It’s a new year and with that a few new changes are coming to Social Security. Many residents of active adult communities rely on Social Security as their primary source of income, which has evolved over the years since its inception back in 1935, so it’s no big surprise that more changes are happening in Social Security as time goes. Retirees may be more concerned about the future of Social Security due to the Baby Boomer population drawing benefits larger than the program’s incoming funds. If you are a retiree or are close to retiring then read about some of the changes you can expect in Social Security for 2016.
File and Suspend Eliminated – Probably one of the biggest changes happening in Social Security benefits is the elimination of the file and suspend strategy. There used to be a loophole that allowed married individuals to maximize their combined benefits by having one spouse claim benefits upon retirement age of 66. This strategy allowed the other spouse to claim a spousal benefit while their postponed Social Security benefits increased per year until age 70. Married couples will no longer be able to claim larger Social Security benefits with the file and suspend method. Eligible couples have until the end of April 2016 to enter into a claiming strategy before things get tricky.
Lump-Sum Payout Option Gone – Retirees are eligible for full retirement benefits at the age of 66. Some retirees choose to suspend their benefits and collect it later as an increase on each check or as a lump-sum payout for back benefits. Under a new budget law, retirees can no longer choose a lump-sum option. This change will take effect on May 1, 2016, so say goodbye to those big checks.
Maximum Paycheck Decreased – There will be a slight decrease in the amount retirees receive if they were eligible for the maximum amount of monthly Social Security benefits. The maximum will fall to $2,639 per month in 2016 because there was no cost-of-living adjustment and an increase in the national average wage index.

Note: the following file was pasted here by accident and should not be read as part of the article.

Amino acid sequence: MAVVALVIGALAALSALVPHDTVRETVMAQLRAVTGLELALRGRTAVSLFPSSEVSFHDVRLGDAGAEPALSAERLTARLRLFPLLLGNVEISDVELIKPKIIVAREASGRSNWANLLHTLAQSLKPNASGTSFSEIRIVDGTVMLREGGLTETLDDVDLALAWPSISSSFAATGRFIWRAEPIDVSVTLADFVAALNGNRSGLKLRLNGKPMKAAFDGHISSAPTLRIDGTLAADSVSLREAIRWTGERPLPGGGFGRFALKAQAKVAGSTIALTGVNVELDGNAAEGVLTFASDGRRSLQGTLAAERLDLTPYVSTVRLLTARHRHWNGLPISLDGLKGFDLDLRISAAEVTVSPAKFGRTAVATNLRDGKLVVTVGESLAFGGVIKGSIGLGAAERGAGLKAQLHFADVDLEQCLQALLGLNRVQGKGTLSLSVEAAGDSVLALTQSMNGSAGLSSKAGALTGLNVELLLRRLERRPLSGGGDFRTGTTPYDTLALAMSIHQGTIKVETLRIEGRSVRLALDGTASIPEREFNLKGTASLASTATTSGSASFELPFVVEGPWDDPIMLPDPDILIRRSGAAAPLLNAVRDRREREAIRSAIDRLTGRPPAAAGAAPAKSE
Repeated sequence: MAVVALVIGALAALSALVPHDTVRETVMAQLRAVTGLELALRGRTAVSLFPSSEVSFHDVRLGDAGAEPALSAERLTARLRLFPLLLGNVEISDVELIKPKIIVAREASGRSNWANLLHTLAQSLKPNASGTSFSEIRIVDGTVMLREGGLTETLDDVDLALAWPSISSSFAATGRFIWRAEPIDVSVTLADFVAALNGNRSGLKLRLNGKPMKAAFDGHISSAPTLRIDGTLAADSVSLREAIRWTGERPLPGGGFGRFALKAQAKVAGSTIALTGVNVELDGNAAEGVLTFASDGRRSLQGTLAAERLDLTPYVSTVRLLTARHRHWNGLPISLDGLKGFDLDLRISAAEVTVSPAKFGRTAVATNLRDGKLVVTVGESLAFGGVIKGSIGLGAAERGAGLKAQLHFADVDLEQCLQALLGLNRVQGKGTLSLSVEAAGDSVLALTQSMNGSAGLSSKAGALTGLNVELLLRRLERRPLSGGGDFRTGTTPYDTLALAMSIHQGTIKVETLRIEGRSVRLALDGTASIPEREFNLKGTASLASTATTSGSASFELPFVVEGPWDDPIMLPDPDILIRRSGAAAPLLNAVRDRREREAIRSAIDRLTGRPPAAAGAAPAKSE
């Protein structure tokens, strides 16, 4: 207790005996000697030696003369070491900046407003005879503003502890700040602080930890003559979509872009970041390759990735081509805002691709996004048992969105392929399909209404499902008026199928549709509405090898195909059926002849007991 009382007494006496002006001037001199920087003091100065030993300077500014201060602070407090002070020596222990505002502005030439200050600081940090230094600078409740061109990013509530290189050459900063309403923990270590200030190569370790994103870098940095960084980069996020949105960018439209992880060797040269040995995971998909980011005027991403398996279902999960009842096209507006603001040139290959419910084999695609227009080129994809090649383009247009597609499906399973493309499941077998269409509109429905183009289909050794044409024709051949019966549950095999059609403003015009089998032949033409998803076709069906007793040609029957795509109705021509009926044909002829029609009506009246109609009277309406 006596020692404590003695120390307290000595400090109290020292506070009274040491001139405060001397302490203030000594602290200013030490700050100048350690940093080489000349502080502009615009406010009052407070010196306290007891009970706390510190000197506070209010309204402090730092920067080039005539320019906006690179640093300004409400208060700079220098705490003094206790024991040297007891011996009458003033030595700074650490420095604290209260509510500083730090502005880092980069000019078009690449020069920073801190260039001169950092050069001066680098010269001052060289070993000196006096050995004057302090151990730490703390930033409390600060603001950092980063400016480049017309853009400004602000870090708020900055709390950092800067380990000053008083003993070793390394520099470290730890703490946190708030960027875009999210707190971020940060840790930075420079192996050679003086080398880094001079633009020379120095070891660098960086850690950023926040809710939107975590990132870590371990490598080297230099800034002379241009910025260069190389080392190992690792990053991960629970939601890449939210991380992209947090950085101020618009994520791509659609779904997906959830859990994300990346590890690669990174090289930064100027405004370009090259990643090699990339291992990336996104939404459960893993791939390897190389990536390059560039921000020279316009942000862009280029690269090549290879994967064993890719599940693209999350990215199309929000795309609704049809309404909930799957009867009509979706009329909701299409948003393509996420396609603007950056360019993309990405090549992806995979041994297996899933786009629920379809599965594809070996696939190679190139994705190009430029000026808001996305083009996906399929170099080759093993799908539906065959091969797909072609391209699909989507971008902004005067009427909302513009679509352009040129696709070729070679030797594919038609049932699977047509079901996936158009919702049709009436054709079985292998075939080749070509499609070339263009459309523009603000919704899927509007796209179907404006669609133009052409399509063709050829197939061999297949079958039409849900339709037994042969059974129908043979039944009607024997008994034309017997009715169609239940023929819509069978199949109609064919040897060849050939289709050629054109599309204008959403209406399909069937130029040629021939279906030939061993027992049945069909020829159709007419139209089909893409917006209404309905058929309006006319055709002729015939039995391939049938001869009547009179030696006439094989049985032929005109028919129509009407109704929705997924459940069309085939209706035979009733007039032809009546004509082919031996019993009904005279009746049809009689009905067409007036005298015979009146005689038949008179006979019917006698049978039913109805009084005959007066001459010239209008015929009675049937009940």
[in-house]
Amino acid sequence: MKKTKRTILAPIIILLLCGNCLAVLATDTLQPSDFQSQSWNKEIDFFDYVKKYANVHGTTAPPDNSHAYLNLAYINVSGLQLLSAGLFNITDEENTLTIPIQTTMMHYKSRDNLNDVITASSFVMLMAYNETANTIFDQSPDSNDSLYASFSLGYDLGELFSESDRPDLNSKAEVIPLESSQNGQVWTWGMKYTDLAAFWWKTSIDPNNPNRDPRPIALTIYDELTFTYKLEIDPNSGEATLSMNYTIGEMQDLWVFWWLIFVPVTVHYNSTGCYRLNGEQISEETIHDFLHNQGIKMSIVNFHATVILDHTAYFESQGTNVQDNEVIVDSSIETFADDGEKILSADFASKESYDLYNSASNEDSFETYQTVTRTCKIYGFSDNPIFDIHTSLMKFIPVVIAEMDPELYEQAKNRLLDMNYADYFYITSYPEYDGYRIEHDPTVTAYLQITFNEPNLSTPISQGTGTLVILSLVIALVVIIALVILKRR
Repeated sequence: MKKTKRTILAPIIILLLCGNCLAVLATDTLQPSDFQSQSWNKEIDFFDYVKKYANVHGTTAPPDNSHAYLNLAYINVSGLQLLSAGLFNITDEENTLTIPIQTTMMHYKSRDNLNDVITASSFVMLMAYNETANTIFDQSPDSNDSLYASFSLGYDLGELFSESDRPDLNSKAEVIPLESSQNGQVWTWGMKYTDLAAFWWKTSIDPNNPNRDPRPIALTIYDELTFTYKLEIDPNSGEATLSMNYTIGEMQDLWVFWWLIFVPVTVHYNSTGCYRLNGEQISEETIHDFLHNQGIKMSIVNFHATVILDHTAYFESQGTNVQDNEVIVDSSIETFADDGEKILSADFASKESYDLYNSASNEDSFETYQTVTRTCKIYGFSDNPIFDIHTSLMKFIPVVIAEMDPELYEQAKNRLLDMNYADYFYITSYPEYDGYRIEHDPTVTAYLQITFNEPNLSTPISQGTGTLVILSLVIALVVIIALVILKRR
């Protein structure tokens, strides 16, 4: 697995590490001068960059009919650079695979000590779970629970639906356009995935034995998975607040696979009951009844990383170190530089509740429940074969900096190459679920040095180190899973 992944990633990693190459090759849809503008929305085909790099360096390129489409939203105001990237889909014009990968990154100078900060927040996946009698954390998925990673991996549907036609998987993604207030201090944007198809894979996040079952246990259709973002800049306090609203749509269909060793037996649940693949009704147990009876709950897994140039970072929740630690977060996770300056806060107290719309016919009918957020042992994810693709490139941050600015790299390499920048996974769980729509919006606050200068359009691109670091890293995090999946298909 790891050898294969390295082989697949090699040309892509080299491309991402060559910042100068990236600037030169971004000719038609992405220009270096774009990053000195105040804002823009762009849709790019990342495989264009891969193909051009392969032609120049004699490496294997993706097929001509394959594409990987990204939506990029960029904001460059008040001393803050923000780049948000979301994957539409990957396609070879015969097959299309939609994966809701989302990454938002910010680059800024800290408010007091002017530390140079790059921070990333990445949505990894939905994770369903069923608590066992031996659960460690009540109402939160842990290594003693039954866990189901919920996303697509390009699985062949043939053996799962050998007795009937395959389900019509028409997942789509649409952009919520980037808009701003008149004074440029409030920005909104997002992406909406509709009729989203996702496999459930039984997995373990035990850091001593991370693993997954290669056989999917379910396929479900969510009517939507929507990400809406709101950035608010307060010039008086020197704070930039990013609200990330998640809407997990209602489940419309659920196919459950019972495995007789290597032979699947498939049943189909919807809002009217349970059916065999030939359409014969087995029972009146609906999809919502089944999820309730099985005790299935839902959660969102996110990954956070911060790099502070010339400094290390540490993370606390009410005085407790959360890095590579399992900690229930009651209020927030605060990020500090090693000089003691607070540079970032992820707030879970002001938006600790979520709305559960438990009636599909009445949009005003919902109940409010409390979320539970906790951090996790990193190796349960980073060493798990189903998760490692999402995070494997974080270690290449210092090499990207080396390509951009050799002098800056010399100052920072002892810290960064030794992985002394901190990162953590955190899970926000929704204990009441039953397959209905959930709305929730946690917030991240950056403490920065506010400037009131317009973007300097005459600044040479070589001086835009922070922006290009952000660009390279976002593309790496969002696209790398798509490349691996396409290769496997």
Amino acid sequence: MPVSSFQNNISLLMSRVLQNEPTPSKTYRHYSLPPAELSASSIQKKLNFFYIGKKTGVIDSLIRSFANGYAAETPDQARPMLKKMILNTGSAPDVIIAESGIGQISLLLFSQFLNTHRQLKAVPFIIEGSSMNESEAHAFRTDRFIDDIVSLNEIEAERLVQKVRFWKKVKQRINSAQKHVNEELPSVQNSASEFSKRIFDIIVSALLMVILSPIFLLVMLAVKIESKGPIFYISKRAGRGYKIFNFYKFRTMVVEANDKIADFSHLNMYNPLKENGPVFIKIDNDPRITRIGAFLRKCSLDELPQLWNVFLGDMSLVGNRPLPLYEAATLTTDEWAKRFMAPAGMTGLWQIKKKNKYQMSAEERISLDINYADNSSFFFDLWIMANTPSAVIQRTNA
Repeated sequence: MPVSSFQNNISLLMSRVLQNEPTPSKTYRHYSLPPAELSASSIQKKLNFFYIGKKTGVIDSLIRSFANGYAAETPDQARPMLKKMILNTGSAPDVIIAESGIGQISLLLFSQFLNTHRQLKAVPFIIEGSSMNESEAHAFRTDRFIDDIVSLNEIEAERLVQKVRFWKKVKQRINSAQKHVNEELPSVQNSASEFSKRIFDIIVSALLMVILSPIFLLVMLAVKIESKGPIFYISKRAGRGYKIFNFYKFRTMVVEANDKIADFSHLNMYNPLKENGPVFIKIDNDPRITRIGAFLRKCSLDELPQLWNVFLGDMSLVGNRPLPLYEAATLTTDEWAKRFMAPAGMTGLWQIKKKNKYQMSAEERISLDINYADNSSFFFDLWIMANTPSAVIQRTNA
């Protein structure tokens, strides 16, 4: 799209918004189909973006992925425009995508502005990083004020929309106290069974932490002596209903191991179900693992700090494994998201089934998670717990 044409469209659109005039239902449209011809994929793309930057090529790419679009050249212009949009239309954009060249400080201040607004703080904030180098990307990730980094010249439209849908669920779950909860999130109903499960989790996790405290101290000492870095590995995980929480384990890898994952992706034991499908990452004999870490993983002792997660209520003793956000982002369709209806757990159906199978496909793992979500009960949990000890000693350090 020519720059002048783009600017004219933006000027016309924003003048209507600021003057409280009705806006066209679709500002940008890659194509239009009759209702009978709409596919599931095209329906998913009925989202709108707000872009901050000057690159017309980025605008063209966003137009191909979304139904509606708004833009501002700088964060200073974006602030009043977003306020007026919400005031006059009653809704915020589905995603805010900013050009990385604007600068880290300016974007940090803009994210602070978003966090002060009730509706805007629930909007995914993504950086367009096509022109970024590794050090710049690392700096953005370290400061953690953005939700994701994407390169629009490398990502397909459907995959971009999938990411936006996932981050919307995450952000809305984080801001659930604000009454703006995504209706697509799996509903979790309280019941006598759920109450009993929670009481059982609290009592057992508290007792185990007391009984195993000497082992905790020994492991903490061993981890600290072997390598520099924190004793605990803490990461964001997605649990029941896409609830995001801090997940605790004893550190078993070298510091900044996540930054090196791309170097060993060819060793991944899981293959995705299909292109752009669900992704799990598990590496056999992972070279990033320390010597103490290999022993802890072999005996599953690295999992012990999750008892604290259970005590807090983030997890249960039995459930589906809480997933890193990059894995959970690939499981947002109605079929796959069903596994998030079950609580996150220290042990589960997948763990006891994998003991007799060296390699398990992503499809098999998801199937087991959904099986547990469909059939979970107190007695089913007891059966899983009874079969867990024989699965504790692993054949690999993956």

No Cost-of-Living Adjustment – Social Security beneficiaries will not get a cost-of-living adjustment due to low inflation.
Medicare Premiums – With no cost-of-living adjustment happening in 2016, some people won’t see an increase in their Medicare Part B premiums. Unfortunately for others, base premiums will rise from $104.90 to $121.80 per month.
myRA – The myRa program is an easy way to get people started on saving money for retirement. They can contribute via direct deposit through their employer, deposit a portion of their tax refund, or set up a payment using their checking or savings account. This new type of Roth retirement account has no fees and is backed by the government to ensure it never loses value. Retirees invest with a Treasury savings bond that has a variable interest rate averaging around 3.19 percent over the past ten years. What’s great about this savings bond is that the interest is not taxed while it’s in the myRA account and it won't get taxed if you leave it alone until you reach the age of 59-and-a-half years old.
End of Claiming Social Security Twice – Married couples 66 and older who have been claiming Social Security benefits twice will no longer be able to do so in 2016. Active adults who turn 62 in 2016 or later must select only one claim and not their spousal payment and then later switch to their own payments.
What Social Security change in 2016 will effect you the most? We'd love to hear from you in the comments below!